Salvador Perez, Kansas City Royals

Salvador Perez 2019 Fantasy Baseball Projections

Someone get this guy a bellhop! Perez missed most of April due to an MCL tear in his left knee sustained while carrying his luggage. Go figure. Despite the missed time, Perez was still able to match his 2017 totals in games played (129), home runs (27), and RBI (80). Since increasing his launch angle back in 2016 he has yet to post an ISO lower than .190, becoming one of the most consistent sources of power behind the dish. As one of the best hitters on the Royals, he is also consistently hitting in the middle of the order, putting him in position to remain among the leaders in runs and RBI at the position. Unfortunately, with so many fly balls comes a suppressed BABIP, and that kept his average at .235 in 2018. His BABIP and average should rebound a bit in 2019 if he can repeat his career-high 45.9% hard contact rate and limit the pop-ups. Points and OBP leaguers take note of his career 3.5% walk rate though, and discount him appropriately. – Nathan Dokken

Josh Phegley, Oakland Athletics

Josh Phegley 2019 Fantasy Baseball Projections

There was a time when we thought Phegley might be turning into an interesting fantasy option. He hit nine homers in 2015 along with a .249 average in just 243 plate appearances in 2015, his first year with the A’s. Since then, however, he has a combined six homers over three seasons. His batting average is barely north of .200 since the start of 2017. Phegley’s strikeout rate skyrocketed over 10% to 26.5% in 2018, although his contact and swinging strike rates remained similar to prior seasons. If he can’t keep the K’s in check, he’ll have little chance to provide an improved batting average. As it stands now Phegley looks to get the vast majority of time behind the plate for the Athletics. That doesn’t mean you have to give him the same shot. He can be ignored everywhere outside of AL-Only two-catcher leagues. – Nathan Dokken

Austin Romine, New York Yankees

Austin Romine 2019 Fantasy Baseball Projections

After years as a defense-first backup catcher, Romine broke out the big stick for short stints in 2018. With Gary Sanchez struggling and injured Romine took advantage and popped 10 homers in just 242 at-bats. Don’t think this was some mid-career power breakout though. Romine’s 17.5 HR/FB% looks very out of place against a bunch of single-digit career numbers. Romine will serve the same role in 2019, getting in plenty of games because of Sanchez’s defense. Just because the Yankees use him doesn’t mean you should. Romine is nothing but an injury replacement for your second catcher in AL-Only leagues when the wind is blowing out and he’s facing Chris Tillman. Roll with him that day, otherwise stay away. – Doug Anderson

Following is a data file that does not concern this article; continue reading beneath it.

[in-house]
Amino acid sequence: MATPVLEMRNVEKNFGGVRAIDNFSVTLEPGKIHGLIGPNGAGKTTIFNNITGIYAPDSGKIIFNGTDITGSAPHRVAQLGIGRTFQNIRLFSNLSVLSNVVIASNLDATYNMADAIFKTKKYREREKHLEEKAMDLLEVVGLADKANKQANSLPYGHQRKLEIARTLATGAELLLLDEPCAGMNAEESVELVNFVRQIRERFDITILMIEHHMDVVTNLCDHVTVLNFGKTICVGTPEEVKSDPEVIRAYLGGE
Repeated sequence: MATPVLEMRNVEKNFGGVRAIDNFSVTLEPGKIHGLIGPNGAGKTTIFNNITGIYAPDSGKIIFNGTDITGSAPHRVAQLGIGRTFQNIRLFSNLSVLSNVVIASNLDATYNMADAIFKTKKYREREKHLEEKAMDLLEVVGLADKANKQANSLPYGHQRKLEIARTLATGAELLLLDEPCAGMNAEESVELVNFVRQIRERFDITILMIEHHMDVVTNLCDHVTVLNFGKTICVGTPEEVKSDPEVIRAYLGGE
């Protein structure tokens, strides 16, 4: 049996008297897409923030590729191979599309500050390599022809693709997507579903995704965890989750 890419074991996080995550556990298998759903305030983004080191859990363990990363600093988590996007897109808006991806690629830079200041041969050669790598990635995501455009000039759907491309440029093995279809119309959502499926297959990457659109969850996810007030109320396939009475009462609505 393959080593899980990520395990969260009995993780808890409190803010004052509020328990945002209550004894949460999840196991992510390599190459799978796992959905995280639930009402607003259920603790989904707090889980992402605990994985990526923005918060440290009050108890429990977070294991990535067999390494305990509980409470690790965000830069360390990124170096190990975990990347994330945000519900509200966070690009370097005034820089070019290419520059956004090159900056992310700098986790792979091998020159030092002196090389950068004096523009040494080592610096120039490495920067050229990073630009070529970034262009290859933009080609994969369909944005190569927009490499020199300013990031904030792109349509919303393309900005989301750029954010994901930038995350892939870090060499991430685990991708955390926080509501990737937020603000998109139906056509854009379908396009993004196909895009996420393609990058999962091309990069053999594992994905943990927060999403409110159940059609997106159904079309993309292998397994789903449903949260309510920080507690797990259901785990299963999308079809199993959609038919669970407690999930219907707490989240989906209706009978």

Gary Sanchez, New York Yankees

Gary Sanchez 2019 Fantasy Baseball Projections

Ouch. You could say that the 2018 season was a rough one for Gary Sanchez. First and foremost, his AVG dropped nearly 100 points down to a paltry .186. Even the Mendoza line scoffs at that batting average. Yes, a 107-point drop in his BABIP had something to do with that, but it was clear from the get-go that Sanchez didn’t quite have it in 2018. He still managed strong counting stats with 18 homers, 53 RBI, and 51 runs in 89 games, but those numbers aren’t good enough to offset that batting average. Now, with all that being said, he’s still my top-ranked backstop for the 2019 season. Sanchez is simply too good of a hitter to not bounce back to a .250-plus AVG. Expect numbers closer to his 2017 output and a return to the top of the catcher ranks. – Eric Cross

Chance Sisco, Baltimore Orioles

Chance Sisco 2019 Fantasy Baseball Projections

Talk about fizzling out. MOst of the questions regarding Sisco entering the 2018 season were about his glove. His minor league numbers suggested that he would eventually be one of the better hitting catchers in the AL, even if his power was nothing special. Well, nothing worked out for Sisco and doesn’t even project him to make the Major League roster. Why do a profile on him then? Here’s the thing. If I’m in an AL-Only league, there are a lot of catchers with batting averages that are going to give them negative value overall. I’d rather take a shot on Sisco figuring things out at the plate than roster Roberto Perez or Grayson Greiner. You know the Orioles would love to see Sisco seize their catching job. You should too. – Doug Anderson

Kevan Smith, Los Angeles Angels

Kevan Smith 2019 Fantasy Baseball Projections

The Angels snatched up Jonathan Lucroy to fill their starting catcher role. As far as backup catchers go, however, Smith is not a bad option. He has strong contact skills (84.8% contact in ‘18) which led to a minuscule 9.6% K% with the White Sox. He has a career .281/.318/.376 slash line over 497 plate appearances, so while you’re not getting any power from him, he’s got decent on-base skills for a catcher. Compare that to Lucroy’s .253/.319/.348 slash line over his past two seasons and you might wonder why Smith was a waiver claim and Lucroy just got $3.35 million. Still, it would be a surprise for Smith to usurp Lucroy, keeping him in AL-Only territory. – Nathan Dokken